The city commissioned Fuller to create the piece in 1993 as part of its Art in Public Places program.

FPL breaks ground on hurricane response center

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The facility, built to withstand a Category 5 hurricane, adds to FPL’s emergency capabilities by bringing its power delivery operations under a single roof.

Florida Power & Light Company broke ground Wednesday for a hurricane-hardened emergency control center in West Palm Beach.

The  storm center at 4233 Upthegrove Lane, adjacent to the company’s existing command center, is meant to leverage advanced technologies to ensure reliability and more efficient communication, collaboration and response during emergency events, FPL said.

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Mayor Muoio in DC for Mayor’s Conference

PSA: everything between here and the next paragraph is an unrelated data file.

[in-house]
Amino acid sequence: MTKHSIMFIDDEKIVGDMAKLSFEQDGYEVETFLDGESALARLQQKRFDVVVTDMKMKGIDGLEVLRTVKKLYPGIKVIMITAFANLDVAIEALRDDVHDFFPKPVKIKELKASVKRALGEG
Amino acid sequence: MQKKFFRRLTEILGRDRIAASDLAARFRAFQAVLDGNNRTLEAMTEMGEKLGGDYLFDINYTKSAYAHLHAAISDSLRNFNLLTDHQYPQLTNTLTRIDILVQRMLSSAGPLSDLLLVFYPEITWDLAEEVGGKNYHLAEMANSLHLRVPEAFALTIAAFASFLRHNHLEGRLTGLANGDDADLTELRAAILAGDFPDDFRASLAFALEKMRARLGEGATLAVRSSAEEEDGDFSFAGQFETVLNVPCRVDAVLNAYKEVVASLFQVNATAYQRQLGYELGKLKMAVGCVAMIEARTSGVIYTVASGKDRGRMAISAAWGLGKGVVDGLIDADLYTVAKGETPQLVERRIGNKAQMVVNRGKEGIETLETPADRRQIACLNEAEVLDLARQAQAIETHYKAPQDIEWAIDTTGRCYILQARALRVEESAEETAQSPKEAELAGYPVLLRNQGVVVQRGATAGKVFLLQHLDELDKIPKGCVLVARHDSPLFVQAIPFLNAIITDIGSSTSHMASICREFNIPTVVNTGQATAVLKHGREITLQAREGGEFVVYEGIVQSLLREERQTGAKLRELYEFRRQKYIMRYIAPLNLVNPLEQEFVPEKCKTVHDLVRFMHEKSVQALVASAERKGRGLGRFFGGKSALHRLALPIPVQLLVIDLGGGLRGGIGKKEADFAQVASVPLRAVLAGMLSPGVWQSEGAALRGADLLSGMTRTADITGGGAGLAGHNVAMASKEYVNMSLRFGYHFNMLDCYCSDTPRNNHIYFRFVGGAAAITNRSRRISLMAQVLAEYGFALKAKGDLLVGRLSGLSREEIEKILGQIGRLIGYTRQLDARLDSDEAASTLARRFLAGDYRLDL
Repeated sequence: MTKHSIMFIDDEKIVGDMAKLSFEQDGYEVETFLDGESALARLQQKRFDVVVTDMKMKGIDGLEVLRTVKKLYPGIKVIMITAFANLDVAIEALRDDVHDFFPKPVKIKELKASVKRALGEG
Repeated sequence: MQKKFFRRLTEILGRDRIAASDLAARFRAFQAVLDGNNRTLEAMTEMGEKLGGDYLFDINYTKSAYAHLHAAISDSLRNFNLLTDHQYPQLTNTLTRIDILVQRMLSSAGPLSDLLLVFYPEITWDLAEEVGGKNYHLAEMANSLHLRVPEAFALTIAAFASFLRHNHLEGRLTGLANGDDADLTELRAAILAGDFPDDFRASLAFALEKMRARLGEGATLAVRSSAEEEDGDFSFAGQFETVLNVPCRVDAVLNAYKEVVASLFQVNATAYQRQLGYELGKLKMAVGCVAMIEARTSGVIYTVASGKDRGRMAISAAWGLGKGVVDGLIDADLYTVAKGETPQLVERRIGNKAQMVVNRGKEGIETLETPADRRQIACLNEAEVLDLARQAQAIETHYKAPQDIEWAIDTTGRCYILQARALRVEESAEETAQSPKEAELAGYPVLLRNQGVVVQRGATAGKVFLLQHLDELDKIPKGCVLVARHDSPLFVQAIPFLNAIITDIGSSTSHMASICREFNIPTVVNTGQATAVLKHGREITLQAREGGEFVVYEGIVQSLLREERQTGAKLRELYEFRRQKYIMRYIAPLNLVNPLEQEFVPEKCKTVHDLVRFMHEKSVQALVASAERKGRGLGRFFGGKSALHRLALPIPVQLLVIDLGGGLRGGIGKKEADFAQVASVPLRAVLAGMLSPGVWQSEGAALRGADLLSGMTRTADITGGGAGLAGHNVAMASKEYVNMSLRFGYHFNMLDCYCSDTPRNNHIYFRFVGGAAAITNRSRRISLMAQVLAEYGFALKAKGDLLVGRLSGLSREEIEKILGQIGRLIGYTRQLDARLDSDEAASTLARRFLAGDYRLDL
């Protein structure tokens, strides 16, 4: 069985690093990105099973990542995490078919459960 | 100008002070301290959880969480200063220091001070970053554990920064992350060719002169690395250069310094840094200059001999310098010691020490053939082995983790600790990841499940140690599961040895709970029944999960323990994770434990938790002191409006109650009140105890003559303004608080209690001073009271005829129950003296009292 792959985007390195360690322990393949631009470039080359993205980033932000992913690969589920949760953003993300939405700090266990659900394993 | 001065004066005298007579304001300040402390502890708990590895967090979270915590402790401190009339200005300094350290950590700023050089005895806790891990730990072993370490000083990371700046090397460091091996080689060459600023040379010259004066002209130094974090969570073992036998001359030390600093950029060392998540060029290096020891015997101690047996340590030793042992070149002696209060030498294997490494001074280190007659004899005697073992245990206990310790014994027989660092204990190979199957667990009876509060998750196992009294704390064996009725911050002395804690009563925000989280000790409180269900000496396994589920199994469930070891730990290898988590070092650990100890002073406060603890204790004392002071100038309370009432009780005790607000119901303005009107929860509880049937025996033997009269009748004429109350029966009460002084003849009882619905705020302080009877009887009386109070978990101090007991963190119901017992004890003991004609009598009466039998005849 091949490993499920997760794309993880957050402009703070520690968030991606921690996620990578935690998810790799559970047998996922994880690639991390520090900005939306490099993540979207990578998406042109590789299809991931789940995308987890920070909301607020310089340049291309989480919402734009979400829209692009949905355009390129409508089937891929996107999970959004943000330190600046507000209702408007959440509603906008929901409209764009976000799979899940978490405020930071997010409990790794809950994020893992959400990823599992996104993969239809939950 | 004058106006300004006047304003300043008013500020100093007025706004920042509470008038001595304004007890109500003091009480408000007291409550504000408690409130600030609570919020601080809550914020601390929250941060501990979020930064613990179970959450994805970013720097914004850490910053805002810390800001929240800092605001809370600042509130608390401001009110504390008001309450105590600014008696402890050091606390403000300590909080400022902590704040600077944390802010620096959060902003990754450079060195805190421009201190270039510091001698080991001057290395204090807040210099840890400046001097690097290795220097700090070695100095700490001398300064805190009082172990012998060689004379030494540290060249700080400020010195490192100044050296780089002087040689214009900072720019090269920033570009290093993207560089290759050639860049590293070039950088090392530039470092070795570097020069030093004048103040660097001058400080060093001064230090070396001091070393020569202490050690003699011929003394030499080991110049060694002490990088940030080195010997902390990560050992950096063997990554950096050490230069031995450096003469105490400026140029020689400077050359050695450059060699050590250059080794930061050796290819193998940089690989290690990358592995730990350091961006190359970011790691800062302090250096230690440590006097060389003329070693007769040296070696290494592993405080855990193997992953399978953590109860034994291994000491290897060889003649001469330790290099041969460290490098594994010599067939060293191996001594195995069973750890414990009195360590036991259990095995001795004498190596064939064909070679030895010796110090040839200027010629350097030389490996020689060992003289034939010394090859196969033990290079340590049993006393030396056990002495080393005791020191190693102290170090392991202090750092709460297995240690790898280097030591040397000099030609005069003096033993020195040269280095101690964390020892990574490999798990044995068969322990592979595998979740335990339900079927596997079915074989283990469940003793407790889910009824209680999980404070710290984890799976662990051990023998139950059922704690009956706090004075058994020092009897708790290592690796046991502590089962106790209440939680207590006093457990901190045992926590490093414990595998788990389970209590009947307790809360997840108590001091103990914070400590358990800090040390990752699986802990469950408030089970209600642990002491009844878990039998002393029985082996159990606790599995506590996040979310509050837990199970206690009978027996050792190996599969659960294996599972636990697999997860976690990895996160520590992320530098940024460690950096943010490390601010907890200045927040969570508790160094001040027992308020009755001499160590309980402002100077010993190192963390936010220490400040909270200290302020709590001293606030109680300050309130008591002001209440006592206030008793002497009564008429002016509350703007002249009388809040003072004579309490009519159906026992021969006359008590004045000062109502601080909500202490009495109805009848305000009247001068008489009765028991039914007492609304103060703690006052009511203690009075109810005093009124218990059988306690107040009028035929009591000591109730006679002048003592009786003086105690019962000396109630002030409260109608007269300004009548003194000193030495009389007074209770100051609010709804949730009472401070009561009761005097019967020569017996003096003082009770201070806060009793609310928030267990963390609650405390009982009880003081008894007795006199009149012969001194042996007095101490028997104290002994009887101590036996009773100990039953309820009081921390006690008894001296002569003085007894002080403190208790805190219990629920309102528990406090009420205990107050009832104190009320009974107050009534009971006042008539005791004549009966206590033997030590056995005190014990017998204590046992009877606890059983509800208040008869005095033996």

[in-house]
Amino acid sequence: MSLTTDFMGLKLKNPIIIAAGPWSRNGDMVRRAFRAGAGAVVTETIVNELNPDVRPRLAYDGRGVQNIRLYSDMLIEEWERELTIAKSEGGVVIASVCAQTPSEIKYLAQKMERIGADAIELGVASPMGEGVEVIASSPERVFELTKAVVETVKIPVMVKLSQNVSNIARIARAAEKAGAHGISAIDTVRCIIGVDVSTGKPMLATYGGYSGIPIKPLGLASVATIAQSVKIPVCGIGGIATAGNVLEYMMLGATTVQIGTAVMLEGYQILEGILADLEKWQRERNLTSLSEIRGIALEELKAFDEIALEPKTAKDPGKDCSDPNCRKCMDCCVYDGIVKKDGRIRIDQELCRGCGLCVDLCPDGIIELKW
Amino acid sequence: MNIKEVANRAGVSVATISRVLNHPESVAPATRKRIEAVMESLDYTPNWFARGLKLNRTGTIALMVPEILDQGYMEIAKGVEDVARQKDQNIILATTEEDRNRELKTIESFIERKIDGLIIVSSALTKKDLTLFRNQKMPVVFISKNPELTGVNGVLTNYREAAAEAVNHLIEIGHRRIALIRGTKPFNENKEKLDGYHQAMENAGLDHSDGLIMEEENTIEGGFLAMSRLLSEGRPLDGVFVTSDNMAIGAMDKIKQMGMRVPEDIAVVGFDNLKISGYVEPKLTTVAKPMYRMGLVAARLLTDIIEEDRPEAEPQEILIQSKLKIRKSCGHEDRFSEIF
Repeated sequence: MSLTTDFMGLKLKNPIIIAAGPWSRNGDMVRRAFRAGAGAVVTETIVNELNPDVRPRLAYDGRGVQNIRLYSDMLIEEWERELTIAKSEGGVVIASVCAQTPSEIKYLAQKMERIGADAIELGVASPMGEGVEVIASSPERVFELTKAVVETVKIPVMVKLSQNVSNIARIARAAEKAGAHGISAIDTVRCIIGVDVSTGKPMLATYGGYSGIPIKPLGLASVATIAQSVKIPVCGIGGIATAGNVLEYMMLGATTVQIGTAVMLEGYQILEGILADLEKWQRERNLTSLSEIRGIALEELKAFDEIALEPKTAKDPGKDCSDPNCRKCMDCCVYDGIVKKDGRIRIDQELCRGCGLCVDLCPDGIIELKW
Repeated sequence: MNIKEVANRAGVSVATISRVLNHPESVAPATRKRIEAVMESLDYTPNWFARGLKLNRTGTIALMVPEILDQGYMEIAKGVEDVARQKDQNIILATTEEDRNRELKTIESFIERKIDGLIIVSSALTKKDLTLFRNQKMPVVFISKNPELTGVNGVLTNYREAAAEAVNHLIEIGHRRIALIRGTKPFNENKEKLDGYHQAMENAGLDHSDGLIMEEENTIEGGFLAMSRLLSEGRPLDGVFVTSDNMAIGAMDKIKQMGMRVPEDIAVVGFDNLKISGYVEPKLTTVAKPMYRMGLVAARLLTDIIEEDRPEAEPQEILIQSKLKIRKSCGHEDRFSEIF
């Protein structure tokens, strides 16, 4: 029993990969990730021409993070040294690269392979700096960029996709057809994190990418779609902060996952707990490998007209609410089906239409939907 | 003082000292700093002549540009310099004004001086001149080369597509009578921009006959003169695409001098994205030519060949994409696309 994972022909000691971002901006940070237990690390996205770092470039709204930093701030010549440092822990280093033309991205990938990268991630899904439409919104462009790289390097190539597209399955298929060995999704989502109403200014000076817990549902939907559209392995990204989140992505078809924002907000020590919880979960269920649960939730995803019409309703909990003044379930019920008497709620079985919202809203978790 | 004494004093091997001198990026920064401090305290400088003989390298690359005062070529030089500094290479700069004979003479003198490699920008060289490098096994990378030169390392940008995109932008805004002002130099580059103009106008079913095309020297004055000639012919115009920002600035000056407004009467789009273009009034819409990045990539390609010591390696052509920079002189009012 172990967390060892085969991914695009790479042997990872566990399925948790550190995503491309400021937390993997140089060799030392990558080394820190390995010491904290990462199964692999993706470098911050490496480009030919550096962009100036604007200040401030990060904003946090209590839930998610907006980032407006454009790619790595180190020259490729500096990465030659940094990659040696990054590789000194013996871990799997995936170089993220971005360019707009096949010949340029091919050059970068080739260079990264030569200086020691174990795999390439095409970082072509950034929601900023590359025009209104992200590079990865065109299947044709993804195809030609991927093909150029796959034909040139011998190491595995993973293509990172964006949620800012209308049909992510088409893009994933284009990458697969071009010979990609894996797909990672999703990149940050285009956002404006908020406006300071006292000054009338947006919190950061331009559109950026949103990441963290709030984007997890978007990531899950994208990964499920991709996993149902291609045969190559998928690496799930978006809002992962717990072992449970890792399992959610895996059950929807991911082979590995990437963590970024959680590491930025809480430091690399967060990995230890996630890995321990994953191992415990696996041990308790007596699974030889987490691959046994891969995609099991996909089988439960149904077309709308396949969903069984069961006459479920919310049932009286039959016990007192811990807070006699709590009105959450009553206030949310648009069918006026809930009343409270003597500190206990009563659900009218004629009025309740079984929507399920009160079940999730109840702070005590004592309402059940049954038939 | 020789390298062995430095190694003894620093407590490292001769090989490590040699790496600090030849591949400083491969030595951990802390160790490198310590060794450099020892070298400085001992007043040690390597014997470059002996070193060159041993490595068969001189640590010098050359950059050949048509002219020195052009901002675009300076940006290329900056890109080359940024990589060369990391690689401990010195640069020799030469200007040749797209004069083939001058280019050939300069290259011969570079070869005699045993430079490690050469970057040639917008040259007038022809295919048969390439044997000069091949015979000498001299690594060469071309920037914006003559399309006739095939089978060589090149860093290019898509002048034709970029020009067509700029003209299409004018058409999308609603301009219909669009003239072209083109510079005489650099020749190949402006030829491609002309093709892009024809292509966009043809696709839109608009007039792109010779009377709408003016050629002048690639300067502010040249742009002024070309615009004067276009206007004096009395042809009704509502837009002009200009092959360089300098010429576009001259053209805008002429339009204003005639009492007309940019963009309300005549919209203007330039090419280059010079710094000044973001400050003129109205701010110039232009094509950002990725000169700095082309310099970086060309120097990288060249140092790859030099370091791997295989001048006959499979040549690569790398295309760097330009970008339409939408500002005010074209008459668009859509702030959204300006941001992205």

010516+Post+Centennial014Mayor Jeri Muoio won’t be slathering on the Hawaiian Tropic this week. She’s in cold, rainy Washington, D.C. for the annual meeting of the U.S. Conference of Mayors, looking for fresh ideas that might make sense for West Palm Beach.

She attended a presentation on summer jobs programs for youths, for starters.

She also was scheduled to attend a presentation on how cities might tap the $4 billion that Volkswagen is putting into a fund for sustainability programs, as part of its settlement of its emissions test-rigging case.

The mayor also attended a meeting of an education task force she’s on, a session on using block grants for housing and development, and a presentation on a program Wells Fargo is starting to promote home ownership for Hispanics.

She missed a talk by Vice President-elect Pence. He was more than 20 minutes late and she had other obligations.

She’ll be back in town in time to attend the Women’s March in West Palm Beach on Jan. 21.